Hmm…Cookie Monster also has a Munching Mouth. I wonder if he and Mr. M would be friends or if they wouldn’t get along because they’d be in competition with one another.

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Fraggle Friday: “Tree of Life”

“Beyond the Pond” is an underrated episode of Fraggle Rock that had the misfortune to fall between two exceptionally memorable episodes: “River of Life” and “Gone, But Not Forgotten.”  Having a similar theme to “River of Life,” but a considerably lighter touch, I think it tends to get lost in the shuffle.

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Sesame Saturday: A Sesame Special and a Searing Scratch

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On April 7, 1989, I suffered an abraded cornea.

(“Abraded” is a fancy medical term for “scratched” that I didn’t learn until much later.)

I was 8 years old and in second grade.  It was a Friday, and unusually windy even by South Dakota standards.  The wind was out of the east and blowing so hard that it was almost horizontal.  After school, I had to walk directly into the wind to get to my carpool that would take me to my weekly Girl Scout meeting, and the wind blew some dirt or debris of some kind into my left eye.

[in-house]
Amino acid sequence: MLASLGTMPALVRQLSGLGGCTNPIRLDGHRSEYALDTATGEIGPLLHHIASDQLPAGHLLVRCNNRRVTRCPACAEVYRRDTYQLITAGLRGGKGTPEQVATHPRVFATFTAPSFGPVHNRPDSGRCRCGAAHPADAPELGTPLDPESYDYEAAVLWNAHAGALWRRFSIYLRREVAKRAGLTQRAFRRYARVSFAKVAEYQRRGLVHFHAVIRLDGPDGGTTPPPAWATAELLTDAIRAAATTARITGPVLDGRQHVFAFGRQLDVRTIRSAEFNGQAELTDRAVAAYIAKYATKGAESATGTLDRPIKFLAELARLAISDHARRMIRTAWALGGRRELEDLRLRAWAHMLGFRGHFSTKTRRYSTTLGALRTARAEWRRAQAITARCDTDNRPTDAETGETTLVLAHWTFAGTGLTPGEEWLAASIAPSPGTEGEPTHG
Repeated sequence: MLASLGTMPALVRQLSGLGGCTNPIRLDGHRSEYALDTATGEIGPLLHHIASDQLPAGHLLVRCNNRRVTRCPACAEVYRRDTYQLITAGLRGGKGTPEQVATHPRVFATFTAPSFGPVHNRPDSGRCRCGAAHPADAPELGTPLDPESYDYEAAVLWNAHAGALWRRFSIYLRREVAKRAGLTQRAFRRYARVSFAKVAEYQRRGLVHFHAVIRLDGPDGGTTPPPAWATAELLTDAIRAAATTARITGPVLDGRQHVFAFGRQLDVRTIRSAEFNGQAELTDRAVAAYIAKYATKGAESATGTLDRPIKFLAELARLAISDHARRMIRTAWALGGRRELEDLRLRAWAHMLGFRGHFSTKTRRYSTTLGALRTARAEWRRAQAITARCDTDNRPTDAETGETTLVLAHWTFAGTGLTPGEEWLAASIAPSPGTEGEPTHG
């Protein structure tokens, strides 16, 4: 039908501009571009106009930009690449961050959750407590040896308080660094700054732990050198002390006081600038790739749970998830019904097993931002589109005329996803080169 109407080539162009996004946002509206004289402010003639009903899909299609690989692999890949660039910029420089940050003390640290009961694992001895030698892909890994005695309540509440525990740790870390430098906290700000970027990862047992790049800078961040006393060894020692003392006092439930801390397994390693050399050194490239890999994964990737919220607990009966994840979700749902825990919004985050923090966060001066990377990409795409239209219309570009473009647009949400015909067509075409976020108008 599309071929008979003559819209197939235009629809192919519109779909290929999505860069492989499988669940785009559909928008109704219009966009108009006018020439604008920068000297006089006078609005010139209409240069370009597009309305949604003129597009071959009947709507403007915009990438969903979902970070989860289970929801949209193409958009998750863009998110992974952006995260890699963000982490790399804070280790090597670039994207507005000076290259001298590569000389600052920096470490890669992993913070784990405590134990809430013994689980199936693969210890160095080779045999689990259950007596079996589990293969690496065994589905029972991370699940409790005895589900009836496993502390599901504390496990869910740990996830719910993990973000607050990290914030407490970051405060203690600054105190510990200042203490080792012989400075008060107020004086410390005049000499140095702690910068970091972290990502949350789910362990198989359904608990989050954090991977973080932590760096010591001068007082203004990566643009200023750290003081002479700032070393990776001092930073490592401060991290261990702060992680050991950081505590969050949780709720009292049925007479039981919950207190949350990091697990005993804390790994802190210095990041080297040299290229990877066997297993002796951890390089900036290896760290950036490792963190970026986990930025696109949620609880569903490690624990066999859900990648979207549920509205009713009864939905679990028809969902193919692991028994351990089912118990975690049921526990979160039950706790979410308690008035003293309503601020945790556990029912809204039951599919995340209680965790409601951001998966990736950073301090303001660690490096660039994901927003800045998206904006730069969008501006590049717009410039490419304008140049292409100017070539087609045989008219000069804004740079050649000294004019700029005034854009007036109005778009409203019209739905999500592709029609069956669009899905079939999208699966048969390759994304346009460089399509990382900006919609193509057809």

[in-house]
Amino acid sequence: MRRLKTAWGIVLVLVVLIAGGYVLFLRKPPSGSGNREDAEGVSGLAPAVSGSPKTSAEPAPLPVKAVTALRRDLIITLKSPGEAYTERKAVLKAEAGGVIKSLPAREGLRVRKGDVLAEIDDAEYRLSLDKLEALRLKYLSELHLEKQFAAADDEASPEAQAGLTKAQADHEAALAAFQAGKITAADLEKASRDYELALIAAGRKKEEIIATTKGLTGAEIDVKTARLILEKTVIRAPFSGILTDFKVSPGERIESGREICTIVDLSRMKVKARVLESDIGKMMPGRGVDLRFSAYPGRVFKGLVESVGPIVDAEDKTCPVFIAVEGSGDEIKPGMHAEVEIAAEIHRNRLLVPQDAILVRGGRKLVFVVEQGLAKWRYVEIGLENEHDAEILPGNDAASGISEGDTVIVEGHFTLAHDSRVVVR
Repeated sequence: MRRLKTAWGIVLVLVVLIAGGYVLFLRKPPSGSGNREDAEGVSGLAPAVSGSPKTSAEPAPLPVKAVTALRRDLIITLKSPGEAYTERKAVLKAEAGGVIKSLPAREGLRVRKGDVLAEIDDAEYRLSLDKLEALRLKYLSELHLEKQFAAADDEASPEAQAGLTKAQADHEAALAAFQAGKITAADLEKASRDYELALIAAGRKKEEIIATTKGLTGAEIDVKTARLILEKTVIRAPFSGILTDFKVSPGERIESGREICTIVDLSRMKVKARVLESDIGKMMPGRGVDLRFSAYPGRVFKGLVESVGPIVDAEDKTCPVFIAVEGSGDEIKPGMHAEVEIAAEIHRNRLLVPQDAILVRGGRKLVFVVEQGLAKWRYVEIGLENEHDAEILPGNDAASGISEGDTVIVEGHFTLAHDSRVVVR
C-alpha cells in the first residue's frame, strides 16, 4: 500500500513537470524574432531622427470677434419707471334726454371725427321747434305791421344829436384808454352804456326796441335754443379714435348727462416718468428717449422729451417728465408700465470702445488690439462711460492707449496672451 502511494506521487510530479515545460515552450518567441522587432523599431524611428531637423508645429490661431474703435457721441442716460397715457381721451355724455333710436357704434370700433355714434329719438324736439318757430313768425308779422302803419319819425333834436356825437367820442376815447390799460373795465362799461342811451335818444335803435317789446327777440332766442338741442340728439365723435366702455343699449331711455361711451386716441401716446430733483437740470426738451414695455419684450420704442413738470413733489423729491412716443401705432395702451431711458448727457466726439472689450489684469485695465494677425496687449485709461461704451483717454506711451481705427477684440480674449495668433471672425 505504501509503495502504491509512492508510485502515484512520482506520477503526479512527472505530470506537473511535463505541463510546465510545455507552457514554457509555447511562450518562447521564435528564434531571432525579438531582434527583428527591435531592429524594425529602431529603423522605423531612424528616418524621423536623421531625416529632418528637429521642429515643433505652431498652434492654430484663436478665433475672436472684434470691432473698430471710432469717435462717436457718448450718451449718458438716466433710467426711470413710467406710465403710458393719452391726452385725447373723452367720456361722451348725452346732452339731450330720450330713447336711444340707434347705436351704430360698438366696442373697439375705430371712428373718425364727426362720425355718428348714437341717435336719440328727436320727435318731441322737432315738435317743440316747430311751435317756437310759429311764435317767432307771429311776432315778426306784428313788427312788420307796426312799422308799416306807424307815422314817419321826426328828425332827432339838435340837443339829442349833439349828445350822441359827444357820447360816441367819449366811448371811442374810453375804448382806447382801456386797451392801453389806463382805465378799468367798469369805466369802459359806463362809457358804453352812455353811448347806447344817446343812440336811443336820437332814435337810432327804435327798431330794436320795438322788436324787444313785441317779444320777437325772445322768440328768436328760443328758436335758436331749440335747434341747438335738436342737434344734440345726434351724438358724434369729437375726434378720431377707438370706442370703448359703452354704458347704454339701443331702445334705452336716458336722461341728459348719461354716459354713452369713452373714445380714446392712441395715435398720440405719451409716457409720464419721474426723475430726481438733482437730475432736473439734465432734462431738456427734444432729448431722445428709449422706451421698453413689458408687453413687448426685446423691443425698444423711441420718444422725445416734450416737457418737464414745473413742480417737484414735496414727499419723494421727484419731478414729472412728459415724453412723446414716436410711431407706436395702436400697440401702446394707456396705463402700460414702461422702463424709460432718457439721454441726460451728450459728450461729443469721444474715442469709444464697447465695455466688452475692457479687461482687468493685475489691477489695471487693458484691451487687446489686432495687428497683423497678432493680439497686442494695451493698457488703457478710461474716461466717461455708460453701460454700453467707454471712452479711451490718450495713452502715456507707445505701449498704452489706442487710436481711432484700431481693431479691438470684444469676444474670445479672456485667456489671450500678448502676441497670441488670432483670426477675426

All my life, people had told me not to rub my eyes, but no one had ever tried to explain why.  And I didn’t know any other way to dislodge foreign objects from my eye, so I just kept rubbing it, and it just kept hurting, and so on in a vicious cycle. 

So on the off-chance that there are any little kids reading this, let me pause for this public service announcement:  Don’t rub your eyes, kids, because you could accidentally scratch your eyeball, and that really, really hurts.

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Tenth Day of Muppet Christmas: “It’s in Every One of Us to Be Wise”

It may not be readily apparent, but as this Christmas-to-Epiphany season wears on, I can sort of feel myself becoming snarkier and more sarcastic.

But if there were ever a sure-fire cure for feeling grumpy and cynical, it would be Robin the Frog singing “It’s in Every One of Us”:

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Fifth Day of Muppet Christmas: “The Bells of Fraggle Rock”

As much as I love this episode of Fraggle Rock–and I do–I nevertheless have some questions about it:

Why did Gobo assume that the “Great Bell” was something that he’d be able to carry back home?  Doesn’t “Great Bell” kind of imply something that’s large and heavy?

When Gobo and Wembley saw that the cave was bell-shaped on the map, why did it never occur to them that perhaps the cave is the Great Bell rather than simply containing the Great Bell?  That’s immediately where my mind went.

Whatever happened to the Weebabeast, anyway?  They introduce this whole implied mythos about the Weebabeast, and then we never hear about it again.  I feel cheated.

Why does everyone think that Cantus is so cryptic?  He makes perfect sense to me.